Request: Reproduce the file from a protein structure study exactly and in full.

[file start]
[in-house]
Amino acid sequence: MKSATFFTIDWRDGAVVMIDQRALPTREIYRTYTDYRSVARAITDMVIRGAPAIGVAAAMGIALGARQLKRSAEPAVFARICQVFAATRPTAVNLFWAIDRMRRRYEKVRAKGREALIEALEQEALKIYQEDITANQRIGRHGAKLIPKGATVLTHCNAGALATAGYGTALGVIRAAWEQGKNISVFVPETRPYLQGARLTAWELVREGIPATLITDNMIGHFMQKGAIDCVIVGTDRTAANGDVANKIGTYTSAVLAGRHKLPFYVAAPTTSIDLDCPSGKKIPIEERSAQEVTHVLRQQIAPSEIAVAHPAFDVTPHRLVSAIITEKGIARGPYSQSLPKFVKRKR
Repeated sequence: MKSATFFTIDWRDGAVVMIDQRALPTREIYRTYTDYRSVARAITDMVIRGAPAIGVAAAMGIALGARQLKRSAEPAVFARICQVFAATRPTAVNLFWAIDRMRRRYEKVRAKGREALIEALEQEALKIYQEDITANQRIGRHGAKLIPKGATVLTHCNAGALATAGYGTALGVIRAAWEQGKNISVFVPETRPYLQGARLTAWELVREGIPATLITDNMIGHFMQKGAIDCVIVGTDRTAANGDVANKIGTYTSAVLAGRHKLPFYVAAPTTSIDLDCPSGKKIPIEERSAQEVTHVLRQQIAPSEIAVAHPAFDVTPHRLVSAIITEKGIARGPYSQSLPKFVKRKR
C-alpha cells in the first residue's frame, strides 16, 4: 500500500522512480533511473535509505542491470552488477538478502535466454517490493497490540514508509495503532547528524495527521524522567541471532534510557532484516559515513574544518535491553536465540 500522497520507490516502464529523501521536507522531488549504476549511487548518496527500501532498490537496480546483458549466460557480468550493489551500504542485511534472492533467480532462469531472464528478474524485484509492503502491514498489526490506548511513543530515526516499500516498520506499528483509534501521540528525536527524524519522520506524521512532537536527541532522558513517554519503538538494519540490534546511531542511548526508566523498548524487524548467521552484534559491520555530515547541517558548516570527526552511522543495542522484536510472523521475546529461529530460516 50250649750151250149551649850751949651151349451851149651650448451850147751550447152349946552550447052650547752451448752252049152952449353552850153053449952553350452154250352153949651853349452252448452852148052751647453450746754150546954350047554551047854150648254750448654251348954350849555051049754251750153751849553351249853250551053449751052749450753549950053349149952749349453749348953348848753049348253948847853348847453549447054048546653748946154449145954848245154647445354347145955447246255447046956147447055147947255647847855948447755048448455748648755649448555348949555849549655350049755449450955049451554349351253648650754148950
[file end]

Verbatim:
[in-house]
Amino acid sequence: MKSATFFTIDWRDGAVVMIDQRALPTREIYRTYTDYRSVARAITDMVIRGAPAIGVAAAMGIALGARQLKRSAEPAVFARICQVFAATRPTAVNLFWAIDRMRRRYEKVRAKGREALIEALEQEALKIYQEDITANQRIGRHGAKLIPKGATVLTHCNAGALATAGYGTALGVIRAAWEQGKNISVFVPETRPYLQGARLTAWELVREGIPATLITDNMIGHFMQKGAIDCVIVGTDRTAANGDVANKIGTYTSAVLAGRHKLPFYVAAPTTSIDLDCPSGKKIPIEERSAQEVTHVLRQQIAPSEIAVAHPAFDVTPHRLVSAIITEKGIARGPYSQSLPKFVKRKR
Repeated sequence: MKSATFFTIDWRDGAVVMIDQRALPTREIYRTYTDYRSVARAITDMVIRGAPAIGVAAAMGIALGARQLKRSAEPAVFARICQVFAATRPTAVNLFWAIDRMRRRYEKVRAKGREALIEALEQEALKIYQEDITANQRIGRHGAKLIPKGATVLTHCNAGALATAGYGTALGVIRAAWEQGKNISVFVPETRPYLQGARLTAWELVREGIPATLITDNMIGHFMQKGAIDCVIVGTDRTAANGDVANKIGTYTSAVLAGRHKLPFYVAAPTTSIDLDCPSGKKIPIEERSAQEVTHVLRQQIAPSEIAVAHPAFDVTPHRLVSAIITEKGIARGPYSQSLPKFVKRKR
C-alpha cells in the first residue's frame, strides 16, 4: 500500500522512480533511473535509505542491470552488477538478502535466454517490493497490540514508509495503532547528524495527521524522567541471532534510557532484516559515513574544518535491553536465540 500522497520507490516502464529523501521536507522531488549504476549511487548518496527500501532498490537496480546483458549466460557480468550493489551500504542485511534472492533467480532462469531472464528478474524485484509492503502491514498489526490506548511513543530515526516499500516498520506499528483509534501521540528525536527524524519522520506524521512532537536527541532522558513517554519503538538494519540490534546511531542511548526508566523498548524487524548467521552484534559491520555530515547541517558548516570527526552511522543495542522484536510472523521475546529461529530460516 50250649750151250149551649850751949651151349451851149651650448451850147751550447152349946552550447052650547752451448752252049152952449353552850153053449952553350452154250352153949651853349452252448452852148052751647453450746754150546954350047554551047854150648254750448654251348954350849555051049754251750153751849553351249853250551053449751052749450753549950053349149952749349453749348953348848753049348253948847853348847453549447054048546653748946154449145954848245154647445354347145955447246255447046956147447055147947255647847855948447755048448455748648755649448555348949555849549655350049755449450955049451554349351253648650754148950